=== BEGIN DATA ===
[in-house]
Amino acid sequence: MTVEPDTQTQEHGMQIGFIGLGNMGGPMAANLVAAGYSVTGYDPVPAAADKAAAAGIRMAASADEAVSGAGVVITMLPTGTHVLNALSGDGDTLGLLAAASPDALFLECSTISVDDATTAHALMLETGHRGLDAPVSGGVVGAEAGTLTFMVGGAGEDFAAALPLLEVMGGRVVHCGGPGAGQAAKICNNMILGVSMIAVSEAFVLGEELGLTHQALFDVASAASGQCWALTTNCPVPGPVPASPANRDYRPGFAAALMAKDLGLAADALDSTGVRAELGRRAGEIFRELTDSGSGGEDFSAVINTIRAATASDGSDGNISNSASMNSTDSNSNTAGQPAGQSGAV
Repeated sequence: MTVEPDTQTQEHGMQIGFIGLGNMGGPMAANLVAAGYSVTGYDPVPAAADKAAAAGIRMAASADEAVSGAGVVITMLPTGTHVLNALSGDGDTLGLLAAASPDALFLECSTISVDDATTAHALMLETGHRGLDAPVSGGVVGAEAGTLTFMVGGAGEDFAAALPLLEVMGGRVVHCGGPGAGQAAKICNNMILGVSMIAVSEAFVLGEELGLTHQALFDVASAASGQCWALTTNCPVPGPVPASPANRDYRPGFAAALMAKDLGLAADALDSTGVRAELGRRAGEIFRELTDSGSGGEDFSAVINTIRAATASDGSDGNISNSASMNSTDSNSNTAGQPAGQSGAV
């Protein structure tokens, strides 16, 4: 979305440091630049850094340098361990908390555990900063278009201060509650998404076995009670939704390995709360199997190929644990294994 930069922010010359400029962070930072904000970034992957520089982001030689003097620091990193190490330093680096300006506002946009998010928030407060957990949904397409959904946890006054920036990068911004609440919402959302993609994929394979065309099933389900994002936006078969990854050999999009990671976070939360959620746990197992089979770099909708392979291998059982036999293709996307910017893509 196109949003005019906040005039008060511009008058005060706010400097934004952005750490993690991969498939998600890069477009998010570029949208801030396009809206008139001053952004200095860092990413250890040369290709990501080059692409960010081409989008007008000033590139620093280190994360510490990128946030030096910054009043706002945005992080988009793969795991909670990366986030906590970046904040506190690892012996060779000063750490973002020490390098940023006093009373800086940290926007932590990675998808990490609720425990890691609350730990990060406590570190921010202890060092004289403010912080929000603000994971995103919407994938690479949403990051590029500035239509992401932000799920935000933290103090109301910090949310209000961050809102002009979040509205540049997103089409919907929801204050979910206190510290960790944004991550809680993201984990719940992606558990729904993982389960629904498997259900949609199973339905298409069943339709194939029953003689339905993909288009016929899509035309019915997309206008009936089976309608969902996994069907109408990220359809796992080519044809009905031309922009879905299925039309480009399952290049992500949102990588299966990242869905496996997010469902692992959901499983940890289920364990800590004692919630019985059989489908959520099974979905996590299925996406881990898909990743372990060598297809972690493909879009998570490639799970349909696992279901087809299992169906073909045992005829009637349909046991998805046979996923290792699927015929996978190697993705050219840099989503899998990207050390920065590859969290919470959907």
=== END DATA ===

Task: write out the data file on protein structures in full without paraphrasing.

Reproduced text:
[in-house]
Amino acid sequence: MTVEPDTQTQEHGMQIGFIGLGNMGGPMAANLVAAGYSVTGYDPVPAAADKAAAAGIRMAASADEAVSGAGVVITMLPTGTHVLNALSGDGDTLGLLAAASPDALFLECSTISVDDATTAHALMLETGHRGLDAPVSGGVVGAEAGTLTFMVGGAGEDFAAALPLLEVMGGRVVHCGGPGAGQAAKICNNMILGVSMIAVSEAFVLGEELGLTHQALFDVASAASGQCWALTTNCPVPGPVPASPANRDYRPGFAAALMAKDLGLAADALDSTGVRAELGRRAGEIFRELTDSGSGGEDFSAVINTIRAATASDGSDGNISNSASMNSTDSNSNTAGQPAGQSGAV
Repeated sequence: MTVEPDTQTQEHGMQIGFIGLGNMGGPMAANLVAAGYSVTGYDPVPAAADKAAAAGIRMAASADEAVSGAGVVITMLPTGTHVLNALSGDGDTLGLLAAASPDALFLECSTISVDDATTAHALMLETGHRGLDAPVSGGVVGAEAGTLTFMVGGAGEDFAAALPLLEVMGGRVVHCGGPGAGQAAKICNNMILGVSMIAVSEAFVLGEELGLTHQALFDVASAASGQCWALTTNCPVPGPVPASPANRDYRPGFAAALMAKDLGLAADALDSTGVRAELGRRAGEIFRELTDSGSGGEDFSAVINTIRAATASDGSDGNISNSASMNSTDSNSNTAGQPAGQSGAV
């Protein structure tokens, strides 16, 4: 979305440091630049850094340098361990908390555990900063278009201060509650998404076995009670939704390995709360199997190929644990294994 930069922010010359400029962070930072904000970034992957520089982001030689003097620091990193190490330093680096300006506002946009998010928030407060957990949904397409959904946890006054920036990068911004609440919402959302993609994929394979065309099933389900994002936006078969990854050999999009990671976070939360959620746990197992089979770099909708392979291998059982036999293709996307910017893509 196109949003005019906040005039008060511009008058005060706010400097934004952005750490993690991969498939998600890069477009998010570029949208801030396009809206008139001053952004200095860092990413250890040369290709990501080059692409960010081409989008007008000033590139620093280190994360510490990128946030030096910054009043706002945005992080988009793969795991909670990366986030906590970046904040506190690892012996060779000063750490973002020490390098940023006093009373800086940290926007932590990675998808990490609720425990890691609350730990990060406590570190921010202890060092004289403010912080929000603000994971995103919407994938690479949403990051590029500035239509992401932000799920935000933290103090109301910090949310209000961050809102002009979040509205540049997103089409919907929801204050979910206190510290960790944004991550809680993201984990719940992606558990729904993982389960629904498997259900949609199973339905298409069943339709194939029953003689339905993909288009016929899509035309019915997309206008009936089976309608969902996994069907109408990220359809796992080519044809009905031309922009879905299925039309480009399952290049992500949102990588299966990242869905496996997010469902692992959901499983940890289920364990800590004692919630019985059989489908959520099974979905996590299925996406881990898909990743372990060598297809972690493909879009998570490639799970349909696992279901087809299992169906073909045992005829009637349909046991998805046979996923290792699927015929996978190697993705050219840099989503899998990207050390920065590859969290919470959907």